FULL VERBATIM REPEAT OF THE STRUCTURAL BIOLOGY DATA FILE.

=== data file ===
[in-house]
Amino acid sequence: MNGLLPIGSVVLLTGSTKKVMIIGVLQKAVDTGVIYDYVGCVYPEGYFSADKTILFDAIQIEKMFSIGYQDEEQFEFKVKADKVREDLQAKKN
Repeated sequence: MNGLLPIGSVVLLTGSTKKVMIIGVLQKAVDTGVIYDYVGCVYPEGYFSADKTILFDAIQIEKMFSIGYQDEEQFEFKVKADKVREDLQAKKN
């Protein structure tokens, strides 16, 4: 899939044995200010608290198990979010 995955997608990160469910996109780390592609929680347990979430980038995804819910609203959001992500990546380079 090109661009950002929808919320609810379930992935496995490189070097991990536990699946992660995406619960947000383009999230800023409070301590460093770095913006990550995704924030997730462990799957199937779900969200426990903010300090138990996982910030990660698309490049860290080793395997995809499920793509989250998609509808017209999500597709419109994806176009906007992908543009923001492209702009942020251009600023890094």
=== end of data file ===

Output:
[in-house]
Amino acid sequence: MNGLLPIGSVVLLTGSTKKVMIIGVLQKAVDTGVIYDYVGCVYPEGYFSADKTILFDAIQIEKMFSIGYQDEEQFEFKVKADKVREDLQAKKN
Repeated sequence: MNGLLPIGSVVLLTGSTKKVMIIGVLQKAVDTGVIYDYVGCVYPEGYFSADKTILFDAIQIEKMFSIGYQDEEQFEFKVKADKVREDLQAKKN
């Protein structure tokens, strides 16, 4: 899939044995200010608290198990979010 995955997608990160469910996109780390592609929680347990979430980038995804819910609203959001992500990546380079 090109661009950002929808919320609810379930992935496995490189070097991990536990699946992660995406619960947000383009999230800023409070301590460093770095913006990550995704924030997730462990799957199937779900969200426990903010300090138990996982910030990660698309490049860290080793395997995809499920793509989250998609509808017209999500597709419109994806176009906007992908543009923001492209702009942020251009600023890094």